Extraneous Concept Patrol
My job involves a lot of talking to people about ideas, from high level mission, vision, and strategy, to nitty gritty things like how teams communicate, how projects fit together, and how people think about the process of doing their job.
Clear thinking is incredibly important to my work, both for me and for the people I work with. So often, both in meetings and by myself, I go on “Extraneous Concept Patrol” (it usually gets a laugh, but I also find it useful). When I do, I try to throw out any distracting ideas that are getting in the way of whatever it is we’re trying to do.
When you kick around ideas or methods of communication, there’s an easy mistake to make. Your brain starts going really fast, and thinking of all the things you could do, and you can wind up feeling comprehensive when actually you’ve way overdone it.
Extraneous concepts come from outside, too. Business books and white papers postulate all kinds of new ideas, and if you just adopt them you can wind up with way too many concepts floating around that you feel obligated to apply to your situation. Usually, you need one, maybe one and a half of these ideas, and you need to make adjustments for your own situation.
Understanding lots of other theories about other situations is helpful, and so is imagining every different way to think about the challenges you face. But choosing how to implement those ideas should be a ruthless process of editing. Which concepts really do useful work for you and your team? How many new ideas, or new tools, do you really need to move forward?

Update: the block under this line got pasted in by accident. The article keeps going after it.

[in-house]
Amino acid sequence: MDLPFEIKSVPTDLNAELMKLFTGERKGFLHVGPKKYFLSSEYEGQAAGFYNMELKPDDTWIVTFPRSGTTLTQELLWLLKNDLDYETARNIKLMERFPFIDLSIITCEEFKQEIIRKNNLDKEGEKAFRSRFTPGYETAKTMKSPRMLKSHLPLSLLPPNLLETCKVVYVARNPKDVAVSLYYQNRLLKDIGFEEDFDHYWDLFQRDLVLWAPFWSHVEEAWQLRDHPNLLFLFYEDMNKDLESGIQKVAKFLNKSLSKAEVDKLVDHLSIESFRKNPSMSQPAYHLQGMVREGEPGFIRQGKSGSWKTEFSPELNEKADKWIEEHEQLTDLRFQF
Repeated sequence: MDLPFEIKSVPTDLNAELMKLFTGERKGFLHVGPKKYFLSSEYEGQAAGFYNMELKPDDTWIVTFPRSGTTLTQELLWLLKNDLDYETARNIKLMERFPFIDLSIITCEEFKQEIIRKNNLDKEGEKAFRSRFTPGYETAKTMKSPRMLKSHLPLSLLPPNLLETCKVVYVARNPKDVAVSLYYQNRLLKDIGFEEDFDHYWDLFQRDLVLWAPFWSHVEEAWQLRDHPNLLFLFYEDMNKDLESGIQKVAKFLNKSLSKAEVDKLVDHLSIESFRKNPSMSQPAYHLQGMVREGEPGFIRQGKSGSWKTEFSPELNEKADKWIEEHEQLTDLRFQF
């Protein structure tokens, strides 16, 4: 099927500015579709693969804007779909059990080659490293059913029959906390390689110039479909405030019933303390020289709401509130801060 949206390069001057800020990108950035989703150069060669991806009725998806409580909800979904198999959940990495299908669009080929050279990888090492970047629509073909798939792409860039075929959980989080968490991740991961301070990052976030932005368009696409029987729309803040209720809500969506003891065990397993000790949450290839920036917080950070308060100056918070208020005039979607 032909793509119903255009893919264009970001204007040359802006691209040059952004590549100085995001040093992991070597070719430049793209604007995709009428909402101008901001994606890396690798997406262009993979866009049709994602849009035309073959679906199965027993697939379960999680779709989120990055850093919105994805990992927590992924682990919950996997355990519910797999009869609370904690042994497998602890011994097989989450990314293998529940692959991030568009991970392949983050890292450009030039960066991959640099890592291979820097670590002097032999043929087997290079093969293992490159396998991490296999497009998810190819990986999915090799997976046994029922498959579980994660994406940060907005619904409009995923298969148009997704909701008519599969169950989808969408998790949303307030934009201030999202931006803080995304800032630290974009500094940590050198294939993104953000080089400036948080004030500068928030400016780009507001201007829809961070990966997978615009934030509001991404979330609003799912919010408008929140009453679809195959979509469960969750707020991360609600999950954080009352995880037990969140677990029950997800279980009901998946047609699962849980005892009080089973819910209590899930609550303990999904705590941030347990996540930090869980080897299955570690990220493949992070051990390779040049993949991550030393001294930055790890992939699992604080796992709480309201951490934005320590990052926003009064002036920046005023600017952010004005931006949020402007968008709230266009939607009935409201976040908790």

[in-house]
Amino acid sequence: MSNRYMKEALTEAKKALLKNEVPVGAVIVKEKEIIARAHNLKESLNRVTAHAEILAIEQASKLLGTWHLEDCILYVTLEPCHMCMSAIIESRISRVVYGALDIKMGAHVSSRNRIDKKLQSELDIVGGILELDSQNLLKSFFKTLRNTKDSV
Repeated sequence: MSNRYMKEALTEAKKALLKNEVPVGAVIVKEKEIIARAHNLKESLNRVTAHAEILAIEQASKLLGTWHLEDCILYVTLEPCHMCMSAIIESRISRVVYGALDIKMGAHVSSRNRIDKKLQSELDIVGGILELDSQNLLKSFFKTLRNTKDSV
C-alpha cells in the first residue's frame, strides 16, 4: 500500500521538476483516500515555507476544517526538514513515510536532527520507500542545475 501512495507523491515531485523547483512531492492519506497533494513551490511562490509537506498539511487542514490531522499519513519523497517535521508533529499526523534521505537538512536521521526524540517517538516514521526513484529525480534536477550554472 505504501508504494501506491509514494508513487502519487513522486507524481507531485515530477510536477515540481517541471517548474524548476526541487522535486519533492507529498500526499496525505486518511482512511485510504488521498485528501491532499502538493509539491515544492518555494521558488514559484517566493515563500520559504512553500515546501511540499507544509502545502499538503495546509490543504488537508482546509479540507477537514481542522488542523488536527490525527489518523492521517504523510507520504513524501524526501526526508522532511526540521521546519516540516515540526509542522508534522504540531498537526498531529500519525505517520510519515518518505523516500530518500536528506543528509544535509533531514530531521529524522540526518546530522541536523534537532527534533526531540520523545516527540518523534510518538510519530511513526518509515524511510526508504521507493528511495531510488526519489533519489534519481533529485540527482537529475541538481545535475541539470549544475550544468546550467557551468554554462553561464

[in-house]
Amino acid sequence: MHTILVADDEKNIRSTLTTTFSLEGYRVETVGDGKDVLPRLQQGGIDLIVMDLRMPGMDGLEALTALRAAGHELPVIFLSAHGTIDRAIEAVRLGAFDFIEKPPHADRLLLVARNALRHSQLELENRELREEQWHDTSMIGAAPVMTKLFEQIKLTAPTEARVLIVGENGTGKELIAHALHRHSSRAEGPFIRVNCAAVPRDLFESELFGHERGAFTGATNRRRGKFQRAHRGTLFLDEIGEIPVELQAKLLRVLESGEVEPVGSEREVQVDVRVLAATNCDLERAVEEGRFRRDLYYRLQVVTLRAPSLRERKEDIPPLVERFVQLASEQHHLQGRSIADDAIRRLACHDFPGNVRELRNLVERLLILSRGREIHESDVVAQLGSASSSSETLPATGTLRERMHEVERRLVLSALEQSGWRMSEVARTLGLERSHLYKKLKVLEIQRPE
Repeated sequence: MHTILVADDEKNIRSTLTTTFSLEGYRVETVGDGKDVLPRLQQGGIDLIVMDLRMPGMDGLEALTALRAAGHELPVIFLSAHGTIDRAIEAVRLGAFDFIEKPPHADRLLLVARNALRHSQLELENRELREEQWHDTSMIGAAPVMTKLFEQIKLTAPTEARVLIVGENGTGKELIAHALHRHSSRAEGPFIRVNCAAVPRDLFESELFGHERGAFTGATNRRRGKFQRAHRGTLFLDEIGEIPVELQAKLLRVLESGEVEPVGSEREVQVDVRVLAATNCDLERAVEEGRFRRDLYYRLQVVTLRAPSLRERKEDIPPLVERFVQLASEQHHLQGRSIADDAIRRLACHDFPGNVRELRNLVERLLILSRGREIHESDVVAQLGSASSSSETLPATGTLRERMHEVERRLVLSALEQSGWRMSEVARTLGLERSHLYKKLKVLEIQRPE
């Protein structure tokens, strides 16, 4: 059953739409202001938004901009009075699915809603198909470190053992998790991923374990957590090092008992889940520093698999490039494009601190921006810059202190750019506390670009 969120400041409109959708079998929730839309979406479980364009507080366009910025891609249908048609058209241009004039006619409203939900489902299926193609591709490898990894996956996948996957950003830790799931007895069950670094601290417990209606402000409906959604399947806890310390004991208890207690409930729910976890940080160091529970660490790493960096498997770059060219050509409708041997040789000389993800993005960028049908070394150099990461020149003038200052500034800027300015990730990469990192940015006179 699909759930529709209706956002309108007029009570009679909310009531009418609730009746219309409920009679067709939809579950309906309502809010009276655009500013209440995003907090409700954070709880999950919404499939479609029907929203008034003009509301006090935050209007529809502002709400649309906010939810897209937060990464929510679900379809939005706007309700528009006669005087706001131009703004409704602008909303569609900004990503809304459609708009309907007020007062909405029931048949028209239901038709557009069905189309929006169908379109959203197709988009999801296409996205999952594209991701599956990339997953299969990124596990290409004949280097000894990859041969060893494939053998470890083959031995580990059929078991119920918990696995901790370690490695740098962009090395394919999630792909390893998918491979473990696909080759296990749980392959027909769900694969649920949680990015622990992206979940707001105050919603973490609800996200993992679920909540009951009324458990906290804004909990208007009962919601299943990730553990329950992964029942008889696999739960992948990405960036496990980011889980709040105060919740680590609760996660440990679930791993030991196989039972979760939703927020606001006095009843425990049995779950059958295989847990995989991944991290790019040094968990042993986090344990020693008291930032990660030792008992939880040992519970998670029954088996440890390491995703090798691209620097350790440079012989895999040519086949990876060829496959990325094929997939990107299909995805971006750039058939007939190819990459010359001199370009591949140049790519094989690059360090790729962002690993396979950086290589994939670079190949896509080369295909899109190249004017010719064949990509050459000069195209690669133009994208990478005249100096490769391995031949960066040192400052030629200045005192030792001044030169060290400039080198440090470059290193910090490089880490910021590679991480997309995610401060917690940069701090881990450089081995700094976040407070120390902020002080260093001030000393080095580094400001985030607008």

“Brand” and “Value Proposition” are pretty useful. “Brand Promise” and “Brand Goodness” I have never seen be helpful. It’s entirely possible to meet for hours, and have heated discussions about this stuff, and then have it turn out that no one was actually talking about anything, because the words they were using didn’t actually refer to things that exist in the world. Back in philosophy seminar you’d accuse these people of “accidentally doing metaphysics”. In that context, those were fightin’ words.
When I say in a meeting that we need to go on “Extraneous Concept Patrol”, I’m asking people to examine all the concepts on the table for how useful they are without criticizing the people who came up with them. When I say it to myself in private, it’s more like a mantra that reminds me to strip away all the unneeded bits and reduce an idea to its essence before passing it on to my colleagues.
As my job has become more about thinking, writing, and communicating, and less about execution, I’ve found this to be a really good habit and an effective way to remind myself to think carefully. Also I think it’s funny.
P.s. “Extraneous Concept Patrol” is itself probably extraneous in a lot of situations. Be careful. Hope it’s helpful. Hope you get a laugh.